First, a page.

Regi's selection sounds delish. Lissa - that made me laugh:)

What's a little chametz mit tref between friends? Especially for the holiday?!?

Captcha: linger disorganized (this thing can see me and my housekeeping!)

Might I suggest that for this dinner, Regi's dispense with the usual musical ambience and instead regale diners with the Tom Lehrer classic, "I'm Spending Hannukah in Santa Monica."

MAG, they might want to skip that other Tom Lehrer classic "I Hold Your Hand in Mine."

And for dessert, Hanukkah "gelt". You know, the chocolate coins covered in gold foil that are used as betting coins for the Driedel game. Or was that just my house?

Music should be Adam Sandler's Hanukkah Song.

Captcha: ds hunched (over my computer, as usual.)

This all made me remember Brandon Walker's wonderful Chinese Food On Christmas.

Captchas: Repub candice, dunboyne de

Um, gratin does not equal cheese. Gratin means something cooked in a gratin dish (shallow, oval) and with a crust, which is traditionally made from breadcrumbs (gratinee means the equivalent of crusted in French). I have a recipe for potatoes au gratin, in which the potatoes are layered with sage leaves and brushed with olive oil, then topped with bread crumbs and baked. Regi's potatoes au gratin could, of course, have cheese in it, but potatoes au gratin does not necessary imply cheese, only that the potatoes are baked with some kind of crust.

Mmmm, Baltofoodie--potatoes with sage. That sounds great!

I also have a great eggplant gratin recipe, with slices of eggplant layered with sliced tomatoes and sliced onions, drizzled with a mixture of olive oil, herbs, and chopped garlic, topped with breadcrumbs and baked. Full disclosure: I got a gratin dish as a present, and these were the recipes that came in the brochure with the dish, thus making me a gratin "expert". The recipes are both keepers, but I usually just use my old Pyrex pie pan rather than the white gratin dish, which is kind of hard to clean (made of some super-authentic white porcelain from Williams-Sonoma. Probably cost as much as dinner for two at Regi's!)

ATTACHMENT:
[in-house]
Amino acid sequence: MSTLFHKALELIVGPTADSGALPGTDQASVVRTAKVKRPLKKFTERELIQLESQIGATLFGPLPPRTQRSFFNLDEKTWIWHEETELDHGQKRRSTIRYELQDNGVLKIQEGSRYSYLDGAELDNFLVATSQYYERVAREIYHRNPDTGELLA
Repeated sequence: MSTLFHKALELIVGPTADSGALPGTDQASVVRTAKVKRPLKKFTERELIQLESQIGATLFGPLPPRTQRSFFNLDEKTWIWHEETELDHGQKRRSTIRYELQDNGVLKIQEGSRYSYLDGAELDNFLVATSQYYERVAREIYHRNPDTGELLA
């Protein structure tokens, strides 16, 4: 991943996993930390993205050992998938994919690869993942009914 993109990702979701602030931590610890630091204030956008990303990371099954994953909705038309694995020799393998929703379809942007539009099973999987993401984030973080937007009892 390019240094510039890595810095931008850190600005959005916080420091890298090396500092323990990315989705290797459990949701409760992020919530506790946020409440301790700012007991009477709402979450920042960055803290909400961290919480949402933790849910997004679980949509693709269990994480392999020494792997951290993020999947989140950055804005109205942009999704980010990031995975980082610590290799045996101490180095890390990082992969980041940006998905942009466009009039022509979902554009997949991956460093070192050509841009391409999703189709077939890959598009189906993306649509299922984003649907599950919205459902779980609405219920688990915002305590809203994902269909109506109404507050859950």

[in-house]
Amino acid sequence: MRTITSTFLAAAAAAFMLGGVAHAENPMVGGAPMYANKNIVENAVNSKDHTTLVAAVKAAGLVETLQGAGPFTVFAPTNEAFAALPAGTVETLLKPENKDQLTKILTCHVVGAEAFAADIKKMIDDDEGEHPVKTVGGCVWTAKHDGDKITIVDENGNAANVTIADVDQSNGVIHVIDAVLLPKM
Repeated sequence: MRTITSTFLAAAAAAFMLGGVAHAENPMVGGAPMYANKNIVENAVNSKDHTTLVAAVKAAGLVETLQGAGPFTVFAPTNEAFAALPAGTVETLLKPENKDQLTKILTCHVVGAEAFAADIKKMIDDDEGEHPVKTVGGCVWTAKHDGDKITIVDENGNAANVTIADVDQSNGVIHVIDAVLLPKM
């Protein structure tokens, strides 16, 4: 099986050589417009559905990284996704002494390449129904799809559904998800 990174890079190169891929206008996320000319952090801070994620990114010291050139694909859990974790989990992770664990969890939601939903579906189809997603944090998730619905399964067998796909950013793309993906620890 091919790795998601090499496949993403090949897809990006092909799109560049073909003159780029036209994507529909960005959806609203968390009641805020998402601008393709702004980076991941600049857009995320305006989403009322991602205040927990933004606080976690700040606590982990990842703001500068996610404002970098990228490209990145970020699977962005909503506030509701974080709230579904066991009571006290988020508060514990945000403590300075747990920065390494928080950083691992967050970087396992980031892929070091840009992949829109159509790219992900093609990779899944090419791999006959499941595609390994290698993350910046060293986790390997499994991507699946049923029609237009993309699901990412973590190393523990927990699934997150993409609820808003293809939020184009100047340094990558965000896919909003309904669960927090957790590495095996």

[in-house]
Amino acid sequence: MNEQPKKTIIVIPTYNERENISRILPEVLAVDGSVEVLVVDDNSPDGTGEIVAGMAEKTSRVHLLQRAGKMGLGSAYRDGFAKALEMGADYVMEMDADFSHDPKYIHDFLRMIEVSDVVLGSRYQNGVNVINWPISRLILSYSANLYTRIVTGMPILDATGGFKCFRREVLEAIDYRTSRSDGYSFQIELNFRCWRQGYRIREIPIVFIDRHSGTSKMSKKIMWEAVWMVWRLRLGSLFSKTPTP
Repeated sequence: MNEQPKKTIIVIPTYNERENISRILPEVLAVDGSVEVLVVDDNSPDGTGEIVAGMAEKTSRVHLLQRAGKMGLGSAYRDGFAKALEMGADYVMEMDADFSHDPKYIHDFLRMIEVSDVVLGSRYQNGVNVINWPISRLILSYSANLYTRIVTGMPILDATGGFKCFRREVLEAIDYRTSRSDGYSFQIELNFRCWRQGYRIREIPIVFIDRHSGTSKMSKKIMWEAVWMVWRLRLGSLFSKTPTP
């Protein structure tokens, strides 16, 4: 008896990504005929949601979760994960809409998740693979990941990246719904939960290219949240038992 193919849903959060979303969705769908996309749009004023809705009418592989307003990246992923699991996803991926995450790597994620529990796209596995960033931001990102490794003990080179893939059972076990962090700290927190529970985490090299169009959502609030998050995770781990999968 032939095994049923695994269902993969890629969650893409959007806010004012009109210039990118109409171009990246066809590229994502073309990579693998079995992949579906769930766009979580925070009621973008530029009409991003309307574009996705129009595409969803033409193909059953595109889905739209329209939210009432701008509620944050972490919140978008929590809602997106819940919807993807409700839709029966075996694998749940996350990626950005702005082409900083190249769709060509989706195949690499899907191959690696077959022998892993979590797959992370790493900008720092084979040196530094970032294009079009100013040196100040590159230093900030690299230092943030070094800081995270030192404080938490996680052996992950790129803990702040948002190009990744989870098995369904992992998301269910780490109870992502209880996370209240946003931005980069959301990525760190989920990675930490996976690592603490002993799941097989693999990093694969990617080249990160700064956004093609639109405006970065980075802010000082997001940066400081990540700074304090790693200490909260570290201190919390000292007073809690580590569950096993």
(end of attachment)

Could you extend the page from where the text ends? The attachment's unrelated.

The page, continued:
All this talk of potatoes (America's best-selling vegetable) reminds me of the weirdest thing I ever used to order, the all-potato dinner. My husband claims he invented it/ordered it at Haussner's. I then began ordering it at the Double T Diner and I'll never forget one particular night and the growing look of concern and confusion on the face of our waiter, who spoke almost no English and who was maybe on his first day on the job, as I ordered one potato dish after another until I had filled out the four-item vegetarian plate. OK, it's confessional time: what's the weirdest thing/combination you have ever ordered?

Baltofoodie, try spraying Pam (or another vegetable spray) in any dish in which you're going to bake anything crusty (mac & cheese, gratins, etc.). The dishes clean up in a snap.

Captcha: Butter clearer
Works for me!

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About this blog
Richard Gorelick was appointed The Baltimore Sun's restaurant critic in September 2010. Before joining the paper staff fulltime, he contributed freelance criticism and features articles about food to area and regional publications. Along the way, he dispatched for short-distance trucking companies, shilled for cultural non-profits, and assisted in cognitive neurology research – never the subject, always the control.

He takes restaurants seriously but not himself, and his favorite restaurant is the one you love, too.